Archaeologist and renowned artist George Simon is urging government to reconsider plans to relocate the Walter Roth Museum of Anthropology, highlighting a number of concerns such a move would entail and pointing out that at the moment, there is no suitable facility for the museum’s collection.
His advice, he told Stabroek News in an interview on Monday, is “to hold it, to just wait and let’s take a careful look at what we have there and look at how we’re gonna house, if its gonna move, let’s know where it’s gonna be moved to. It can’t go to the top of the Post Office building. For what? Who’s gonna go there? What is it gonna be sitting there doing?”
Simon said the museum should be there for research and he pointed out that it has been used by local students as well as international researchers. “It’s a collection no one else has,” he said, while recalling being invited to open an Arawak museum in Jamaica which was “literally…a little hut,” but they were proud of it.
Following an outcry against the proposed move, Minister of Education Dr Rupert Roopnaraine told the National Toshaos Council’s (NTC) conference the week before last that the relocation of the Walter Roth Museum had been placed on hold as consultations will be held with stakeholders, including museum staff and members of the indigenous population before any further decision is taken.
He made the statement almost two weeks after the Ministry of the Presidency had announced plans to have the museum moved from its current location and President David Granger had said that the decision had not been “whimsically” made. Simon disclosed to Stabroek News that Roopnaraine had said at a recent meeting that he would bring up the matter at Cabinet this week.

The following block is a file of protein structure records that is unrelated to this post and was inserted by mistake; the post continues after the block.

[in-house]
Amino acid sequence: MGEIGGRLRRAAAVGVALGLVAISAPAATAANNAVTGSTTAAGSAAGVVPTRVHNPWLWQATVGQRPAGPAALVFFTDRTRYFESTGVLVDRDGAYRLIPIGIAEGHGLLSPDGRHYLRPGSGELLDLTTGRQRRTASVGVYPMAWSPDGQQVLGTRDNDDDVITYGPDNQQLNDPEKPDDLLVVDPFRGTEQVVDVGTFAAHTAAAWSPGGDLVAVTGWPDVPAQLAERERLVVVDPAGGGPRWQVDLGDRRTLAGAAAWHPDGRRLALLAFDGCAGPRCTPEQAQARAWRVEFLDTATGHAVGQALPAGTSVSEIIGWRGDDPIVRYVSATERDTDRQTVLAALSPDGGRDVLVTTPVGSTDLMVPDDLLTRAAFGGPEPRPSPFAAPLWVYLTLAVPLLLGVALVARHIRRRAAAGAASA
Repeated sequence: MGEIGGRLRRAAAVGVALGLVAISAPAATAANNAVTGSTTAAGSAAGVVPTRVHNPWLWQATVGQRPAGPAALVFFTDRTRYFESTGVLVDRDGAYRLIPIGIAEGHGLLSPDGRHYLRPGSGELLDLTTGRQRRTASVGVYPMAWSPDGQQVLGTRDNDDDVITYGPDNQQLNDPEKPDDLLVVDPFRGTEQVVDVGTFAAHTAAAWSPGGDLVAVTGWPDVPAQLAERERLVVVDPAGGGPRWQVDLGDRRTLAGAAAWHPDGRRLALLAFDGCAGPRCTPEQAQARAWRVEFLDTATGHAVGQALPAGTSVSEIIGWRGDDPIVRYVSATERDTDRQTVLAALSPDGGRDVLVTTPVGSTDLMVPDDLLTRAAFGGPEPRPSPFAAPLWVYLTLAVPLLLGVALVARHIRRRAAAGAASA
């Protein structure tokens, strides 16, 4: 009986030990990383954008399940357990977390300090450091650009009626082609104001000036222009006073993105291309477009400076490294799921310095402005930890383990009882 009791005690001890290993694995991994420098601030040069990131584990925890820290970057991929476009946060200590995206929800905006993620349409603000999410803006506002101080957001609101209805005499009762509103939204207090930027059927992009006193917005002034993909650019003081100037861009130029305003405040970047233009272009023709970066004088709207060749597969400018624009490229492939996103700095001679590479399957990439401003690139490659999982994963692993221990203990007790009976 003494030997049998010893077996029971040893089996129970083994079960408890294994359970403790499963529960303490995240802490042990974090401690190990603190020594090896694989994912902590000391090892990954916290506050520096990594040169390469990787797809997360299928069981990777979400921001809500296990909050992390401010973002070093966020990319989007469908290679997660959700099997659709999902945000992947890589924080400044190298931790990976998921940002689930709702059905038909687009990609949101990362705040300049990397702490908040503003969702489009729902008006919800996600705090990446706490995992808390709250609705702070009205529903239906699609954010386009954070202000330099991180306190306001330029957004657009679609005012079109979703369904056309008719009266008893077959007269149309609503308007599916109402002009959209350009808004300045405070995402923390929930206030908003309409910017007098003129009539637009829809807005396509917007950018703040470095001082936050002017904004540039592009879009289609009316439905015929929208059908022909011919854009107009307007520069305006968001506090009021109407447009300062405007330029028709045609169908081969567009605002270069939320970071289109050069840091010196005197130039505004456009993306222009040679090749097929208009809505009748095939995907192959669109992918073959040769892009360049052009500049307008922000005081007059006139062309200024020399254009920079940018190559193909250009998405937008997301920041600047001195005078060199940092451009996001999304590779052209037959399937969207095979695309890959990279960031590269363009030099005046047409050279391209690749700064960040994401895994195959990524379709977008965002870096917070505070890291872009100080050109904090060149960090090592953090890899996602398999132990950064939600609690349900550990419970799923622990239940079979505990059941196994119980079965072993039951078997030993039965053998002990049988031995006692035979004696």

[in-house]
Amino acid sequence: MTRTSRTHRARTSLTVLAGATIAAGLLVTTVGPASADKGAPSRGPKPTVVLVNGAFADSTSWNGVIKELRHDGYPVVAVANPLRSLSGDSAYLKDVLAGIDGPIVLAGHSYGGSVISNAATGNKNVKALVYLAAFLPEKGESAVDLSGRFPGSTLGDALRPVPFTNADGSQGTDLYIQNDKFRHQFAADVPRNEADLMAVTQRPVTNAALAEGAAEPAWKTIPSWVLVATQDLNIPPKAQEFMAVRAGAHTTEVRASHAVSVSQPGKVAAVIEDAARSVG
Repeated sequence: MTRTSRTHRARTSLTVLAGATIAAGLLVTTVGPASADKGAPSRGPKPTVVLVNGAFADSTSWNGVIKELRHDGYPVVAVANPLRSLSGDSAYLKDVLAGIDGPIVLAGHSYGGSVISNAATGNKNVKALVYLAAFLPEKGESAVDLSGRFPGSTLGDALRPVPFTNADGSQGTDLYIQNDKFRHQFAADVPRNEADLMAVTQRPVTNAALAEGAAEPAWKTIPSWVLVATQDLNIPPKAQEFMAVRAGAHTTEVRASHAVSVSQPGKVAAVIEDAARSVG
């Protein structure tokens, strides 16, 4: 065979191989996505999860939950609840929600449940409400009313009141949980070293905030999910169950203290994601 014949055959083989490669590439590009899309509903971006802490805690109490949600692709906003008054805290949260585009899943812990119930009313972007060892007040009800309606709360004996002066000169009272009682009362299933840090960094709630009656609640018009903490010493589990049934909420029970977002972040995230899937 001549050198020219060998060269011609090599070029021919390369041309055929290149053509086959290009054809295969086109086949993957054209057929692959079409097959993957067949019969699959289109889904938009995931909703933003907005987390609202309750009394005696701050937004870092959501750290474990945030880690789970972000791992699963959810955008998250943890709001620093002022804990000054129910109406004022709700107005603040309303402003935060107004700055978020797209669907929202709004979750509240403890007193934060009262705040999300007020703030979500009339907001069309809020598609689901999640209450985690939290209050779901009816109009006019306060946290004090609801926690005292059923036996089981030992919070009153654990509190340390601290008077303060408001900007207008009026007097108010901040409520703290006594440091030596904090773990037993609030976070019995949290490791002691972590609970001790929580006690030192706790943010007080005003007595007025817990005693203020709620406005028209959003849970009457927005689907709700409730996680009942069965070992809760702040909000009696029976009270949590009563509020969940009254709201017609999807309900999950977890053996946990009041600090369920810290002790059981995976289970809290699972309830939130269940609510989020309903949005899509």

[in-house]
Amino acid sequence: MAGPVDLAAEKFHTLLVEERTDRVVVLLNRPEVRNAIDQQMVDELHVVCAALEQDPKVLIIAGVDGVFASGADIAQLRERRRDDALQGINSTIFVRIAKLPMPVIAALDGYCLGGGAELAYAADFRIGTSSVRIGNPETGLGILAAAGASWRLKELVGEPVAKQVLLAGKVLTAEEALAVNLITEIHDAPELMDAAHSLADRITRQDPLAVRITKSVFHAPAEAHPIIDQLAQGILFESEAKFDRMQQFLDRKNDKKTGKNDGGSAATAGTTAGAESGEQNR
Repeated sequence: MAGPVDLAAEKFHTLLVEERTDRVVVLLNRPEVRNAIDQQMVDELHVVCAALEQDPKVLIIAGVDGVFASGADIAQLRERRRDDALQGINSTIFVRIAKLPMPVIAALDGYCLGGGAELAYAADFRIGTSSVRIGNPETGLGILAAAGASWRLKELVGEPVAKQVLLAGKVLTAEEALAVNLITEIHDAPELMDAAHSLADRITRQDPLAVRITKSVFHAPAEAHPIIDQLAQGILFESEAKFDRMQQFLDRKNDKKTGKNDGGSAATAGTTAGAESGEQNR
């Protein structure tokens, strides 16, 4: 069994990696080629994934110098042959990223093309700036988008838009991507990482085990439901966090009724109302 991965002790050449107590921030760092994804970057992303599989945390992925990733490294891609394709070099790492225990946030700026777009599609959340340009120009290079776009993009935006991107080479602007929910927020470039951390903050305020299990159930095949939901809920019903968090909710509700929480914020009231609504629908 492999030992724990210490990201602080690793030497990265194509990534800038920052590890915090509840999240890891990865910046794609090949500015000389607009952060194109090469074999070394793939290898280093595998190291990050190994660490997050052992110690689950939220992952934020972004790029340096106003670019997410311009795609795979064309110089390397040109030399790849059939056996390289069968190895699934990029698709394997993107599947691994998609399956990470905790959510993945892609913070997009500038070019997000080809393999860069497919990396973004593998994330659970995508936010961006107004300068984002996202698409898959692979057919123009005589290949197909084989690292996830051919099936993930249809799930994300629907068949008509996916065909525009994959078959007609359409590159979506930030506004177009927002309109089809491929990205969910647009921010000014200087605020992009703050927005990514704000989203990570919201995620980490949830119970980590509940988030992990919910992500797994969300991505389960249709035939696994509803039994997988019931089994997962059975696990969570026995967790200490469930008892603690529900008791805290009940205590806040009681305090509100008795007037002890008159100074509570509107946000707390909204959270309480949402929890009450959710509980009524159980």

Recalling hearing of the proposed move, Simon said that he was concerned. He has been associated with the Walter Roth museum since 1985. He recalled some of the work he had done, while pointing out that analysis had not been done on some of the samples as yet.
The archaeologist explained that apart from the museum exhibits, many of the samples are not housed in the main building but in another building at the back. “Those are delicate specimens,” he said. “If you were to move it and the labels were lost, then you might just throw it outside in the garbage.”
He was very concerned and alarmed that the authorities wanted to move the museum without really thinking it through. “The other alarming thing was that all this collection was gonna be placed at the back of the [National] museum, to the western side… I did some work there, I painted the walls of the museum, I know it and I couldn’t imagine that all this stuff is gonna be stuck…it would have simply been placed in boxes or something and just left because you couldn’t put any display there at the back. You didn’t have the space,” he added.
Simon recalled that when he arrived two Mondays ago, he met with museum officials and junior Minister of Education Nicolette Henry to discuss the concerns. “Principally, we met with the minister to say…how delicate this thing is and it’s not advisable to move without first considering the artifacts, some of these things are very old,” he said.
“If you move a headdress that is in an airtight case, if you take it out the case, very quickly it tends to disintegrate in the open. If you’re gonna move that collection into another [place], it must be a better facility with proper air conditioning, lighting and so on,” he asserted. “It’s not just moving, it’s the environment in which you’re gonna move it into.”